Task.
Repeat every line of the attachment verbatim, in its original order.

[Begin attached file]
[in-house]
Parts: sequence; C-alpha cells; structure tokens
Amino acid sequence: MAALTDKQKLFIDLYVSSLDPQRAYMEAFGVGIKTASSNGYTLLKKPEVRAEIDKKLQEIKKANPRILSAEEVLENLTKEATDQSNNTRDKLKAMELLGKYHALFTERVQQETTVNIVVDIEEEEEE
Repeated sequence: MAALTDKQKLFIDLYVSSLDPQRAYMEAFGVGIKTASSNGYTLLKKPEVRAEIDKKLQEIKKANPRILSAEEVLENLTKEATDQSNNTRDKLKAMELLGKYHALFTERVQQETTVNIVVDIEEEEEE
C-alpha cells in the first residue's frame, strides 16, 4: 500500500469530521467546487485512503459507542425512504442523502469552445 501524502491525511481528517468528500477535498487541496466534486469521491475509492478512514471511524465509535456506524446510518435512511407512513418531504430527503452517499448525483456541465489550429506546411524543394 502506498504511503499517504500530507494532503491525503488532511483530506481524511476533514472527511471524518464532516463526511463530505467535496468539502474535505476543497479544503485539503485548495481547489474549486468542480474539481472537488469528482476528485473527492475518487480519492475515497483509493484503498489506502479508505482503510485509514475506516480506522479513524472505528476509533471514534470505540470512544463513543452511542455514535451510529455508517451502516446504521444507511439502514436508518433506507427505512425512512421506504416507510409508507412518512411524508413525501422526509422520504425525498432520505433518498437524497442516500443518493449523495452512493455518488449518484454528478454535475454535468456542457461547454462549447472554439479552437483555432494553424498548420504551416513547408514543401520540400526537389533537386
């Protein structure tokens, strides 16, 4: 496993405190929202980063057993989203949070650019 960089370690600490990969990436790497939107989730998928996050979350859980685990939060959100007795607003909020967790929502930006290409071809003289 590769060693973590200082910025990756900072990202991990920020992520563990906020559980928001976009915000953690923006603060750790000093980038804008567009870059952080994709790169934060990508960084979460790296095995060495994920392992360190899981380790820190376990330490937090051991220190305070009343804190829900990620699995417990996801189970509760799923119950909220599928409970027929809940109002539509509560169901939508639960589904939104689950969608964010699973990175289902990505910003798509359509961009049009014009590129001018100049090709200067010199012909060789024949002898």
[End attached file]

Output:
[in-house]
Parts: sequence; C-alpha cells; structure tokens
Amino acid sequence: MAALTDKQKLFIDLYVSSLDPQRAYMEAFGVGIKTASSNGYTLLKKPEVRAEIDKKLQEIKKANPRILSAEEVLENLTKEATDQSNNTRDKLKAMELLGKYHALFTERVQQETTVNIVVDIEEEEEE
Repeated sequence: MAALTDKQKLFIDLYVSSLDPQRAYMEAFGVGIKTASSNGYTLLKKPEVRAEIDKKLQEIKKANPRILSAEEVLENLTKEATDQSNNTRDKLKAMELLGKYHALFTERVQQETTVNIVVDIEEEEEE
C-alpha cells in the first residue's frame, strides 16, 4: 500500500469530521467546487485512503459507542425512504442523502469552445 501524502491525511481528517468528500477535498487541496466534486469521491475509492478512514471511524465509535456506524446510518435512511407512513418531504430527503452517499448525483456541465489550429506546411524543394 502506498504511503499517504500530507494532503491525503488532511483530506481524511476533514472527511471524518464532516463526511463530505467535496468539502474535505476543497479544503485539503485548495481547489474549486468542480474539481472537488469528482476528485473527492475518487480519492475515497483509493484503498489506502479508505482503510485509514475506516480506522479513524472505528476509533471514534470505540470512544463513543452511542455514535451510529455508517451502516446504521444507511439502514436508518433506507427505512425512512421506504416507510409508507412518512411524508413525501422526509422520504425525498432520505433518498437524497442516500443518493449523495452512493455518488449518484454528478454535475454535468456542457461547454462549447472554439479552437483555432494553424498548420504551416513547408514543401520540400526537389533537386
């Protein structure tokens, strides 16, 4: 496993405190929202980063057993989203949070650019 960089370690600490990969990436790497939107989730998928996050979350859980685990939060959100007795607003909020967790929502930006290409071809003289 590769060693973590200082910025990756900072990202991990920020992520563990906020559980928001976009915000953690923006603060750790000093980038804008567009870059952080994709790169934060990508960084979460790296095995060495994920392992360190899981380790820190376990330490937090051991220190305070009343804190829900990620699995417990996801189970509760799923119950909220599928409970027929809940109002539509509560169901939508639960589904939104689950969608964010699973990175289902990505910003798509359509961009049009014009590129001018100049090709200067010199012909060789024949002898």